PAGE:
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History Professor Reflects On How the US Justice System Deals with Youthful Murderers - 2003-12-07

In the wake of a shooting spree at a high school a few years ago, a student at Cornell University wondered whether "boy murderers" are a contemporary phenomenon. This simple question prompted his history professor to begin collecting and researching about a hundred cases. The story of Charley Miller emerged as the answer: youthful homicide is neither unique, nor new to our era, and the methods of administering justice to such children have not significantly changed.

Born in the 1870s in New York to German immigrant parents, Charley Miller was orphaned at the age of six along with his sister and two brothers. While his siblings were successfully placed with foster families, Charley grew up in an orphanage. By the age of 14 he was riding the rails alone under his nickname "Kansas Charley," looking for work and adventure. He found both. When he was 15, he shot and killed two other young men in a Union Pacific boxcar heading for Wyoming.

"After this horrific crime, Charley Miller went back to Kansas and turned himself in," says Cornell history professor Joan Jacob Brumberg. She spent four years conducting detective work through 19th century documents and newspaper accounts about Charley's life and trial. She methodically traced his every step, even visiting the jail where he spent his last months.

"What happened in the jail was that the sheriff turned him over to a local newspaper editor who took his confession," she said. "The newspaper's man also probably put some words in his mouth about his motivation. And when he was in Cheyenne, Wyoming, on trial, there were few restrictions in those days on access to young defendants, so there were literally newspaper people who hang out in the jail talking to him, interviewing him. Some of that worked to his benefit, but most of it did not."

Ironically, according to Professor Brumberg, his time in jail provided Charley with a final opportunity to rest, relax and make friends.

"In jail, he had books to read, he had papers to draw on, and he had time to compose songs and poetry," she explains. "He made friends with the sheriff and some of the jailers. He got more from those folks in terms of support and nurture than he had ever gotten from anybody else at the very end of his life."

Charley Miller was executed on April 22, 1892, at the age of seventeen.

In her book, Kansas Charley: The Story of a 19th-Century Boy Murderer, Professor Brumberg focuses on this historic case to illuminate the issues that surround juvenile justice today. She says despite the passage of more than a century, young murderers still tend to be social outcasts with feelings of hurt and resentment. She finds a lot of similarities between Kansas Charley and Lee Boyd (John) Malvo, the teenager now on trial for murder in the horrific killing spree that terrorized the Washington D.C, area a year ago.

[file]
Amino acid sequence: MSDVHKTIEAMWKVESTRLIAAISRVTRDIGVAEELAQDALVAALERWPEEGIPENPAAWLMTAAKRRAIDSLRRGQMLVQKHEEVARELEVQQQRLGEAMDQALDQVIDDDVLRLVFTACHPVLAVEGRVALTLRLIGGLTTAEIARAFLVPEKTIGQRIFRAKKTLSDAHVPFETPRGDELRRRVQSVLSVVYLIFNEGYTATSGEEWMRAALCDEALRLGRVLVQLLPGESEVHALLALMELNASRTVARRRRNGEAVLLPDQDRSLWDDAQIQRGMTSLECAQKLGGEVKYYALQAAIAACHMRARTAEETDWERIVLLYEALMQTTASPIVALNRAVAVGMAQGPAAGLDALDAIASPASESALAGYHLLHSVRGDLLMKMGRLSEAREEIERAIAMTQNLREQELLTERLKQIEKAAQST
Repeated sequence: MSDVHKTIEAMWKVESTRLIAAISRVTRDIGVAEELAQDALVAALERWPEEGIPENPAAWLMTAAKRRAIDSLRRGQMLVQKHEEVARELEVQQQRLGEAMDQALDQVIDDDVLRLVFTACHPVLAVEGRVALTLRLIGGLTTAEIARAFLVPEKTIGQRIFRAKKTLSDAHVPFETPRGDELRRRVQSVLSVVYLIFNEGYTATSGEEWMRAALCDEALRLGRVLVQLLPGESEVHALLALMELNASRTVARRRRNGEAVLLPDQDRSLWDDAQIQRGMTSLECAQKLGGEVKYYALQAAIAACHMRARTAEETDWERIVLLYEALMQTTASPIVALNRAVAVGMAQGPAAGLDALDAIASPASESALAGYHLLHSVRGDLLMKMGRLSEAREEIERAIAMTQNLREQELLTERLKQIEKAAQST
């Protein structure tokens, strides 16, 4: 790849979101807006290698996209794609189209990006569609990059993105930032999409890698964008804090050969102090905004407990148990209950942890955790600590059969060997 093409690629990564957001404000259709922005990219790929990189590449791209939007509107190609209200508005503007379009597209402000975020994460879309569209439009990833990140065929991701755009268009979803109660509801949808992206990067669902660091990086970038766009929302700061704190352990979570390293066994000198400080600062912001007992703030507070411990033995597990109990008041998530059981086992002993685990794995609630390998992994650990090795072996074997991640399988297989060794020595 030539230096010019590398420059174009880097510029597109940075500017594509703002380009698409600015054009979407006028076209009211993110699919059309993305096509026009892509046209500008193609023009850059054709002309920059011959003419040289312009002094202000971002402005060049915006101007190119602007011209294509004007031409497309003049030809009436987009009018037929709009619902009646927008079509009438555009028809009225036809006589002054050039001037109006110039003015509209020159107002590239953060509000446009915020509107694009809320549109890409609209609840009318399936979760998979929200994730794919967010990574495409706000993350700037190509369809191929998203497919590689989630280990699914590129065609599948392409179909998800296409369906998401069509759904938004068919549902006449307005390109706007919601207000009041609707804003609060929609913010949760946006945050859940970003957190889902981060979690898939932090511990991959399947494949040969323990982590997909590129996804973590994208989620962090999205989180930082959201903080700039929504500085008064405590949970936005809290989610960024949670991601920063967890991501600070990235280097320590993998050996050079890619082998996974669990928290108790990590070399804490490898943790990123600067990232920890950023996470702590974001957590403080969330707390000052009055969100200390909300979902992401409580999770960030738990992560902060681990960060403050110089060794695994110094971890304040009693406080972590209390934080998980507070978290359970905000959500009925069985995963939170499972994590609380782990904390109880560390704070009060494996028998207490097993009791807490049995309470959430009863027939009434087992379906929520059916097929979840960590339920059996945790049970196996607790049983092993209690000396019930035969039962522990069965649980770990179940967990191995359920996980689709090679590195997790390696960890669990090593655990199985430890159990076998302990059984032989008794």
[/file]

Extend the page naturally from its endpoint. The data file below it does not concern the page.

"First, they are both 'thrown away' kids in the sense that they came from families we'd, in one way or another classify as dysfunctional; to use the contemporary term, not a lot of love, not a lot of nurturing," she explains. "Both boys chose nicknames. Boyd Malvo liked to call himself John, in imitation of his surrogate father who probably masterminded the entire unfortunate and horrendous adventure in the killing mobile. Charley Miller chose the name of Kansas Charley because he, too, was searching for an identity. That name was after his brother, the one person whom he really was close to, who lived in Kansas."

Over the past two decades, the death penalty for juvenile offenders has been eliminated in every nation in the world, except a handful, including the United States. In 1900, eight years after Charley Miller was executed, more than twenty states allowed capital punishment for minors. That number is lower today, but Victor Streib says young offenders are still sentenced to die. Since 1984, the Ohio Northern University law professor has issued a periodic report on juvenile death penalty trends in America.

"In terms of juvenile death sentences, Texas is by far the leader in the number of juveniles sentenced to death and in the number of juveniles who actually executed," he says. "Of all those sentenced to death, only a fourth are ever executed; most of them are never finally executed. There are just a few states that are still sentencing juveniles to death. Those sentences have gone down. We used to have 10, 12 or 14 juvenile death sentences a year, then a few years ago, it went down to seven a year and in the last year we only had one death sentence."

Americans are divided on the question of putting juveniles to death, and teenagers have their own ideas about effective punishment. "You could do a lot of stuff. First you should have him psychoanalyzed just to see exactly what motivated him. You should put him in prison or make him do some kind of service. You should work to have him realize what he did as something wrong," says a teenager. Another one says, "I'm against death penalty because it's not going to teach him anything. He should at least learn what's right." For another teenager, "Punishment is not really the way to go with cases like these. It should be more of rehabilitation process."

Last year, four Supreme Court justices called the juvenile death penalty a "shameful practice" and "a relic of the past." Kansas Charley's story reflects a long tradition in American society of dealing harshly, and according to Joan Jacob Brumberg, unjustly with violent youthful offenders.